An out-of-state driver driving in Texas must have insurance coverage that meets the Texas minimum levels of “financial responsibility” for their car.
Transportation Code section 601.072 of the Texas Motor Vehicle Safety Responsibility Act requires all owners and operators of motor vehicles in Texas to carry, as a minimum, the basic “30/60/25”coverage. This means that all drivers have to have:
Sometimes auto insurance minimums are not enough to cover the cost of your injuries. That’s why the Texas Department of Insurance recommends buying more liability insurance than the minimum. They point to the rising costs of vehicles and medical care.
Your liability insurance doesn’t always pay to repair or replace your car or to treat your injuries. Other types of coverages such as personal injury protection, uninsured or underinsured motorist, medical payments, collision, and comprehensive – can help you pay for these expenses.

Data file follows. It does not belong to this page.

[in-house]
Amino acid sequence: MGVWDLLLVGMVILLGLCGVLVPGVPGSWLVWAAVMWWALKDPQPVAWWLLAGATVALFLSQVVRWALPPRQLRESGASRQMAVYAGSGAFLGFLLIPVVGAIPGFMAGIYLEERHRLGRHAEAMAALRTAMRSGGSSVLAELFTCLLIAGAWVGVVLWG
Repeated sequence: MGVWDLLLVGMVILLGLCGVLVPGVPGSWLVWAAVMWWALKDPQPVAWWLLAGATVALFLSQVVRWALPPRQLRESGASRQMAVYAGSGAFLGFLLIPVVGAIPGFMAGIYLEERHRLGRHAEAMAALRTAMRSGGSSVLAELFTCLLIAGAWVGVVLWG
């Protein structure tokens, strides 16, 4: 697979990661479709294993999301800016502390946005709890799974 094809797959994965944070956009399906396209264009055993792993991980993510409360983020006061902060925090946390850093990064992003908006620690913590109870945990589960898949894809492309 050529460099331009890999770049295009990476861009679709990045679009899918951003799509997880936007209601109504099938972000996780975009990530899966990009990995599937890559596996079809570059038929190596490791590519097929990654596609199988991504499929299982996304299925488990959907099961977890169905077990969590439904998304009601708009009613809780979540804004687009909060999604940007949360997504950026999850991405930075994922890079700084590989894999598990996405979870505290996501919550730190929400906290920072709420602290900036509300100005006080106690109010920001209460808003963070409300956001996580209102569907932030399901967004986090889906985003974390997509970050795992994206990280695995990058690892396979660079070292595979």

Texas is an at-fault state, which means the at-fault driver is the one whose insurer pays for damages and injuries. If the accident happens in Texas, Texas law is the law that is followed. Tell your insurer and get the out-of-state-driver’s insurer information. You’ll file the claim against the out-of-state-driver’s insurer.
Sometimes, the out-of-state-driver will try to “skip out” on paying up. When this happens, the next step is taking legal action. There are a lot of complex issues in suing an out-of-state-driver. That’s when it’s time to get legal help.
Also remember that if the out-of-state at-fault driver didn’t own the car being driven in a car accident, Texas has specific laws and guidelines for dealing with a situation like that.